So when a publisher takes on an unknown developer it's a risk. If the game doesn't sell well it hurts their chances of getting their next product picked up. For a big enough publisher, a single bad seller isn't going to make a lot of difference, but a string of them will. So to compensate for that risk, they ask for something extra.. your IP.. that way if you have a big hit, they know they'll get to sell the next one as well. For that kind of payoff they're willing to take the risk of a little damage to their retail relationships.
 
Apr 28, 2008
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vxicepickxv said:
Aircross said:
Dungeon Keeper's developer is not the only developer EA has ruined or is ruining at this moment.
I'm trying to figure out how many developers they're currently in the process of all but destroying.

Origin - Known for both the Wing Commander and Ultima series
EA Black Box(Formerly Black Box games) - Some Skate and Need for Speed games. This is very recent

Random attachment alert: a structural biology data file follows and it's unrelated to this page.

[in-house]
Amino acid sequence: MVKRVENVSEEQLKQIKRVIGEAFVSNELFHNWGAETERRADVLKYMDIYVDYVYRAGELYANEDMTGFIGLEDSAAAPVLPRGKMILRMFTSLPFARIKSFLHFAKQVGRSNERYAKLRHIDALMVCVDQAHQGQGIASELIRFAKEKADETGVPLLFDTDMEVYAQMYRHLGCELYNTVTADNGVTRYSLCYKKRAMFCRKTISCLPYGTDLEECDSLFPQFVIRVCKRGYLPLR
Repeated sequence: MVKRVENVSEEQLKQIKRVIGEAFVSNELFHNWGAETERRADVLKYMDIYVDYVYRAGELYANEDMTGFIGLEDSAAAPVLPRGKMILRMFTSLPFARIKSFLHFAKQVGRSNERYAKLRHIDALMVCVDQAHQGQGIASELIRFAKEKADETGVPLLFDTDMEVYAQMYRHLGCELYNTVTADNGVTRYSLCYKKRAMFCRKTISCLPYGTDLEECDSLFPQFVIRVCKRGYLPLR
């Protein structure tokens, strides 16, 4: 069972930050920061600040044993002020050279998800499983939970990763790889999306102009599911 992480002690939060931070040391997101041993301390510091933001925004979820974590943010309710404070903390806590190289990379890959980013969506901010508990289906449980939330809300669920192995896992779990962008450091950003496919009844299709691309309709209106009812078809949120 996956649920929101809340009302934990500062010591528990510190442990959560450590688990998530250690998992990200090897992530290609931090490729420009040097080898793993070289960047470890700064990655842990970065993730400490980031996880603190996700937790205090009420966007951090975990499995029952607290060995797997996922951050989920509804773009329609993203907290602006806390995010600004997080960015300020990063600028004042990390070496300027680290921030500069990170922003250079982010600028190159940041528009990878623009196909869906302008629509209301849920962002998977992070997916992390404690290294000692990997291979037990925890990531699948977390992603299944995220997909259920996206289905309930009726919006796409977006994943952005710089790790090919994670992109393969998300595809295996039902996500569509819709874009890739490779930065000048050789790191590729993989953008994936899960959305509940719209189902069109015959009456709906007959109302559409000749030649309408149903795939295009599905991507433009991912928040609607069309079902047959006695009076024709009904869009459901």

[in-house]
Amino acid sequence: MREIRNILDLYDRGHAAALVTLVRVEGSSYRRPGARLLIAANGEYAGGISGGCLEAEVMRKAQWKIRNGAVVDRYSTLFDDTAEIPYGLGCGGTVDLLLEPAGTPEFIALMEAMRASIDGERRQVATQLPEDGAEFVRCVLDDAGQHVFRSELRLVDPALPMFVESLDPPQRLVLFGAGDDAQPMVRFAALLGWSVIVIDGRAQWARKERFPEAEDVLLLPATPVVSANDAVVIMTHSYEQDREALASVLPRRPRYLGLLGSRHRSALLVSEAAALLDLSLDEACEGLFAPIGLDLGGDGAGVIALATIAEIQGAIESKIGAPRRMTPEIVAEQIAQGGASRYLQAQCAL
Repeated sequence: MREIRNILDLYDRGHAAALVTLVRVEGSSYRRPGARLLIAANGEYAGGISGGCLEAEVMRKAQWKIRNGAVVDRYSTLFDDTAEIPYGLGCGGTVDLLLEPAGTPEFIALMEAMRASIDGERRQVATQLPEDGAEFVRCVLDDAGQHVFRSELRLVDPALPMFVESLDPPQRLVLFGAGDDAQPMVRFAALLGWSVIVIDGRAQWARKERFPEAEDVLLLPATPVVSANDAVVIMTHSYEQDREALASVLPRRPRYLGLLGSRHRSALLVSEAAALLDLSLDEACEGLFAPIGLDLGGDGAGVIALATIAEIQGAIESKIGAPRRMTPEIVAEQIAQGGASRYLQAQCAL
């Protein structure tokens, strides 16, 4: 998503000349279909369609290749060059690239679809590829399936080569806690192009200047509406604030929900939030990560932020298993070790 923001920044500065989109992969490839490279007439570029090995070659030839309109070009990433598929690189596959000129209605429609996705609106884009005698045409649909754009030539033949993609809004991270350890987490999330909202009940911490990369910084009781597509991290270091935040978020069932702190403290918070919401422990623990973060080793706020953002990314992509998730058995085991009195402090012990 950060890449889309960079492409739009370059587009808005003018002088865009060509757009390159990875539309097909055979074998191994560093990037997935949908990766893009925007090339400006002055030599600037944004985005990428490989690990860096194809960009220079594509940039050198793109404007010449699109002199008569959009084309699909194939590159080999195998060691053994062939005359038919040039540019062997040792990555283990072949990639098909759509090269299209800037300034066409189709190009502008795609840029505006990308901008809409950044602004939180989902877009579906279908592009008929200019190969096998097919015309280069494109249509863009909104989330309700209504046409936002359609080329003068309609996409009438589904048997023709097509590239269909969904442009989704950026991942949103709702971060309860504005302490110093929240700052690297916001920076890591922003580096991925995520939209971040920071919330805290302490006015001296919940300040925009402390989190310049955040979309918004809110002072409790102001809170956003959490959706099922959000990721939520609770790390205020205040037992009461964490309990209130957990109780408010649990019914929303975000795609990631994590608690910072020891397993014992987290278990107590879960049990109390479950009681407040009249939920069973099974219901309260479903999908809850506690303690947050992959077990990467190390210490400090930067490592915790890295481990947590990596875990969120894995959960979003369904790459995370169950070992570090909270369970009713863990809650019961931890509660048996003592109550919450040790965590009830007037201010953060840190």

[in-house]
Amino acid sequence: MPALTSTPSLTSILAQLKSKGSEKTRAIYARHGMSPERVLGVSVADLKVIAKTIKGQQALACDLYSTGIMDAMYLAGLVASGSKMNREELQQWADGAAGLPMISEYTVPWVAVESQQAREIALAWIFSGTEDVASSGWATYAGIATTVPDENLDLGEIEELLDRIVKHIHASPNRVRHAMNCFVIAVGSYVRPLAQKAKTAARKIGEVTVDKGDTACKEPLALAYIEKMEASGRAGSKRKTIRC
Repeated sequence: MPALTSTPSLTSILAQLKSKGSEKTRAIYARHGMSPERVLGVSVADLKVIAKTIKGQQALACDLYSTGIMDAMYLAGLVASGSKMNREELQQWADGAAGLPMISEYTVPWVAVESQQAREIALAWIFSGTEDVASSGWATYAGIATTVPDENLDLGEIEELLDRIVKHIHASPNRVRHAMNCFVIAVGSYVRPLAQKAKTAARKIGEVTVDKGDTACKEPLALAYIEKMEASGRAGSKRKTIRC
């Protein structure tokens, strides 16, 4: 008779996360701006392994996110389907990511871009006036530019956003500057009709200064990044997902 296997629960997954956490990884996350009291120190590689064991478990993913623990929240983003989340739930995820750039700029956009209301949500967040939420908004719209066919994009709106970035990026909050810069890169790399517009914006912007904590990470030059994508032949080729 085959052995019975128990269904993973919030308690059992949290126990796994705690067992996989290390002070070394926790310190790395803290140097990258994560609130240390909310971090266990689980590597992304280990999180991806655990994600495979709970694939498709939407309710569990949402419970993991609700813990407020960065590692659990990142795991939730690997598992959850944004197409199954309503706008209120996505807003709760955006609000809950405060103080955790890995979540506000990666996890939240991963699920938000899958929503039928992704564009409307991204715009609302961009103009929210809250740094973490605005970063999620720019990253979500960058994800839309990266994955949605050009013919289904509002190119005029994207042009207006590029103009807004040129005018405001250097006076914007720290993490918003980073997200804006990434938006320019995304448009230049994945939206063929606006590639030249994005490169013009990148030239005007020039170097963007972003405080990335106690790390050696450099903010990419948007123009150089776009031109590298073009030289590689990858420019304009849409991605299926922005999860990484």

Bullfrog - This is where Dungeon Keeper came from. They also unleashed Peter Molyneaux because of this.
Kesmai - Pretty much nothing anyone will remember, because they were owned and basically buried by AOL, then sold to EA, then closed off.
Pandemic - Destroy All Humans, Mercenaries, and a few other titles.


I'm sure with enough digging, we could probably find about 100 or so basically dead IPs for EA, and as many, if not more for Activision.
There's also Westwood. Makers of Command and Conquer. EA bought them, gutted them, kept their IP to profit off with shit like...


And if you want to go the Activision route... well there's this little number.

 

beetrain

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J-meMalone said:
Anyone else starting to worry that, if thing go 100% digital, publishers are going to start blaming indie games/gamers for loss of sales rather than game stores? I wouldn't put such a leap in logic past some of them...
Well if they did, why would it be something to worry about? It's not like they'll be able to stop indies.